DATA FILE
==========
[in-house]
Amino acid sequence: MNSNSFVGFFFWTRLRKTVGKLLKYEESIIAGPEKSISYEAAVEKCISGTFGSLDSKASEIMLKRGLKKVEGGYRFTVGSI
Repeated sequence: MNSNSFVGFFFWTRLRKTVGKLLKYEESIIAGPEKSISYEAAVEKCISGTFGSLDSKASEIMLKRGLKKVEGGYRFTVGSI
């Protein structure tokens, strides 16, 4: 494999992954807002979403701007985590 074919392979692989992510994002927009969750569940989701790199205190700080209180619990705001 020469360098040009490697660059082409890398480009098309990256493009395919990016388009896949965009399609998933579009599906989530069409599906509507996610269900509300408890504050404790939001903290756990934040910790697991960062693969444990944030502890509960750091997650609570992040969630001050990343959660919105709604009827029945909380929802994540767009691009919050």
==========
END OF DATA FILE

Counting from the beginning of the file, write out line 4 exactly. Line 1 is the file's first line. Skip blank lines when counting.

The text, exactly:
């Protein structure tokens, strides 16, 4: 494999992954807002979403701007985590 074919392979692989992510994002927009969750569940989701790199205190700080209180619990705001 020469360098040009490697660059082409890398480009098309990256493009395919990016388009896949965009399609998933579009599906989530069409599906509507996610269900509300408890504050404790939001903290756990934040910790697991960062693969444990944030502890509960750091997650609570992040969630001050990343959660919105709604009827029945909380929802994540767009691009919050």